By Travis Gulbrandson
Many of the students currently attending Girls State probably are considering what career they should pursue following graduation.
During his remarks in a presentation Tuesday morning, state Attorney General Marty Jackley suggested they study law.
“You won’t find a more gratifying, satisfying profession,” he said. “I can’t describe the feeling when … you walk out of the courtroom, and you just defended a guy falsely accused of murder who was acquitted. He’s either going to walk out of that courtroom, or he’s going to spend the rest of his life in jail.
“On the other side, as a prosecutor, when you walk into that courtroom with a victim and some guy who abused her is in the courtroom, and she grabs you so tight that it cuts the circulation off in your arm,” he said.
Jackley acknowledged that the girls are still in high school, but told them if they are interested in law as a profession, they should start preparing as soon as possible.
“Now is the time to begin those preparations and begin developing your study habits, making the grades so that you can go on and get a four-year degree and two more years of law school,” he said.
He also told them to remember that despite its rewards, there also can be conflicts.
For example, Jackley said that as a Catholic, the state’s two recent executions gave him pause.
However, he was ultimately able to justify them in terms of his belief, which he explained in the case of Eric Roberts, a prisoner who was executed last year for his role in the murder of a guard.
“(Roberts was) already in jail for very, very violent crimes … things that justified housing (him) to protect people,” Jackley said. “Yet (he) continued to hurt and kill people – (he) killed a prison guard.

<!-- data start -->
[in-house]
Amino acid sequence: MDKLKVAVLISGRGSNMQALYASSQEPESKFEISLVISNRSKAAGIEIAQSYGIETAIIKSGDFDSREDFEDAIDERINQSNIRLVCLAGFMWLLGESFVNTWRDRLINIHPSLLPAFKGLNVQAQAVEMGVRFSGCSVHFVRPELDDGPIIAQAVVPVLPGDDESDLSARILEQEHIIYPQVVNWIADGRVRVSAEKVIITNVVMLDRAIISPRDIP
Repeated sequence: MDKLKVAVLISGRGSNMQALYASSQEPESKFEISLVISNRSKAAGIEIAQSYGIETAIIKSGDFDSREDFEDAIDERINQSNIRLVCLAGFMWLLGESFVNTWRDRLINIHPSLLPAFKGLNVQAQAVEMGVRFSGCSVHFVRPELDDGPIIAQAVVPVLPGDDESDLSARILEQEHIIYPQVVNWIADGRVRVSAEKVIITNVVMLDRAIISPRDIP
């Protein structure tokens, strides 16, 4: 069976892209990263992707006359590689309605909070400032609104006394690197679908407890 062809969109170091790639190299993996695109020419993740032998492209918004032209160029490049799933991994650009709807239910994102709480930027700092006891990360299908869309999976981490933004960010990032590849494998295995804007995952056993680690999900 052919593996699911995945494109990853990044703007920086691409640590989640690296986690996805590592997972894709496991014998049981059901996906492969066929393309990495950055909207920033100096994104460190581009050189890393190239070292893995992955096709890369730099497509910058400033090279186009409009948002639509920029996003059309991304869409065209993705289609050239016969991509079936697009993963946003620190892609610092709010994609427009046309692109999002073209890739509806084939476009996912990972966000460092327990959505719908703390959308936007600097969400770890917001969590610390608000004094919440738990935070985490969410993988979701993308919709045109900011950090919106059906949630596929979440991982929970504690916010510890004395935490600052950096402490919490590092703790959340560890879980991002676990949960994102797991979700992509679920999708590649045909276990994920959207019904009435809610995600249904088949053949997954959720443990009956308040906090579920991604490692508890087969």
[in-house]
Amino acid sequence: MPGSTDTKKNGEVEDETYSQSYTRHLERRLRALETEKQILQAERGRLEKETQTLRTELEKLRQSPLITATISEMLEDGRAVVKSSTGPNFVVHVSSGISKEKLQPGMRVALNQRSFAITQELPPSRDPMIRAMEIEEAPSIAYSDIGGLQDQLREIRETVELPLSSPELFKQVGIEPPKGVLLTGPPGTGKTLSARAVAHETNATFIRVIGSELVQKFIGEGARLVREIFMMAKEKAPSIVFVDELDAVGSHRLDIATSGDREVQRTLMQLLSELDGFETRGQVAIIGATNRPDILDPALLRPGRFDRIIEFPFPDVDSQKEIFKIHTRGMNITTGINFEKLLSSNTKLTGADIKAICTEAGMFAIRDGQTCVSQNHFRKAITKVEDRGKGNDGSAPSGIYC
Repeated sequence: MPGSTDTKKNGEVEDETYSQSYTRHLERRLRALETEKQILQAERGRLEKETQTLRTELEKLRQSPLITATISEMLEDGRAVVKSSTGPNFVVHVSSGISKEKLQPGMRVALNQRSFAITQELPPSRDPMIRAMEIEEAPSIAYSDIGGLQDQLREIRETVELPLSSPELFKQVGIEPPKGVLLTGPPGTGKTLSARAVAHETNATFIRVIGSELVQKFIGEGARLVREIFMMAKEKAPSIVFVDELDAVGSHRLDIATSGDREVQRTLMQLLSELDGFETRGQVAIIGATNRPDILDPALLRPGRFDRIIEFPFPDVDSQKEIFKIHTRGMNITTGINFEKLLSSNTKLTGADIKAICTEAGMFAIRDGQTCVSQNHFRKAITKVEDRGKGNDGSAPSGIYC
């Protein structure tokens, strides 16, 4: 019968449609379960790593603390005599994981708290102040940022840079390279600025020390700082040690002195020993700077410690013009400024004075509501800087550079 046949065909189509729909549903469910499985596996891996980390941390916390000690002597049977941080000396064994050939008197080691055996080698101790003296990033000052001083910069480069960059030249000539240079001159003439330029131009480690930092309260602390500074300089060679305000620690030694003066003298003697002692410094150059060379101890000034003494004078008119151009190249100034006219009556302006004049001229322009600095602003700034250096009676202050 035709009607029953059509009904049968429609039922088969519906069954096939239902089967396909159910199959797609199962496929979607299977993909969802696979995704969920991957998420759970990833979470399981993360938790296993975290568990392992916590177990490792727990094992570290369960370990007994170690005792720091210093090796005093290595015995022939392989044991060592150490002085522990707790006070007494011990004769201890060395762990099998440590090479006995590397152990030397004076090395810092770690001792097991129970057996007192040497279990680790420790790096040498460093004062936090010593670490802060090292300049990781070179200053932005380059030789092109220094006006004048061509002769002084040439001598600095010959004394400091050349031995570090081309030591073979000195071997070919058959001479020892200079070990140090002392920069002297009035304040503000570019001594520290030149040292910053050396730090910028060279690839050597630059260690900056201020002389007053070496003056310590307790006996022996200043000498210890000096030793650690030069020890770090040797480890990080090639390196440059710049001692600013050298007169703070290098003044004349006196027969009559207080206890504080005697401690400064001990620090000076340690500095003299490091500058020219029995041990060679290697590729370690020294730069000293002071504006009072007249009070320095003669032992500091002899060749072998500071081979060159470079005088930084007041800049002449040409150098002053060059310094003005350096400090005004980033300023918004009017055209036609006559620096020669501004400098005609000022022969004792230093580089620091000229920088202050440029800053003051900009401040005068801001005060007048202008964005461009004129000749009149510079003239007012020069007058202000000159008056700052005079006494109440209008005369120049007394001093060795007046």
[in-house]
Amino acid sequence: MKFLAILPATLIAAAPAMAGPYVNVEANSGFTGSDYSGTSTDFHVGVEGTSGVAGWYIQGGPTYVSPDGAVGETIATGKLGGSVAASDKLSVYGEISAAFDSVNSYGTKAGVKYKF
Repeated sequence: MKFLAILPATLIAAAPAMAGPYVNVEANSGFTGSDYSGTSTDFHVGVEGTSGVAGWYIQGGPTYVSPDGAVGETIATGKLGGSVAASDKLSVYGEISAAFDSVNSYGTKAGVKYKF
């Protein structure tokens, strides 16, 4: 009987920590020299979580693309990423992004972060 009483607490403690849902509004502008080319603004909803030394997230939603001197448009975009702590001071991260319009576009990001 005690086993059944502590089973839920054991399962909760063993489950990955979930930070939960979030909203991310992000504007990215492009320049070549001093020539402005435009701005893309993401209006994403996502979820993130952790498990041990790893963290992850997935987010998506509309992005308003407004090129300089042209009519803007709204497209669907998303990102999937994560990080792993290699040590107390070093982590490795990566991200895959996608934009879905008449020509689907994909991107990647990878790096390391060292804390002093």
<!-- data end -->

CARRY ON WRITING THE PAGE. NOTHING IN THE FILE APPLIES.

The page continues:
“So, we can no longer keep (him) in there for life. We have to do something, or else (he) will hurt another inmate, kill another guard, kill a nurse, kill a doctor, and so in order to protect life – it may seem a little odd – I had to utilize the execution,” Jackley said.
Other issues of conscience can arise over the enacting of laws by the state legislature or the governor.
Jackley said that while he may disagree with the laws, he has a responsibility to enforce them.
“It’s no different, though, when I was a defense lawyer,” he said. “I never supported the concept of rape or murder, but yet I would be assigned cases where I represented murderers and rapists. That’s part of being a lawyer. You have a job to do, and you do it to the best of your ability.
“There are times when I take a step back and maybe don’t necessarily like what I’m doing, but I have to justify it in my mind by saying, ‘The governor and the legislature make the laws, the attorney general has to execute or follow those laws,’” Jackley said.
The attorney general also encouraged the Girls State attendees to take an active role in public service and make their communities and the state better places to live.
“I hope that you’re able to take the time and continue to grow and expand, and to do those things in public service and later on in life to serve on the school boards, serve on the county and city commissions, and hopefully some of you will get involved in higher politics,” Jackley said. “The state has never had a female governor or attorney general, so I hope that one of you can rise to that.”
Jackley, a veteran of Boys State, added that he hoped the girls would gain new insights into the importance and process of government as a result of their week in Vermillion.
“This is your time here at Girls State to begin learning and developing a better knowledge of local and state government,” he said. “Of course, government can be a very positive thing or a very harmful thing, and that’s why it’s important that people like you who are interested in it, that you stay active and that you stay involved in it.”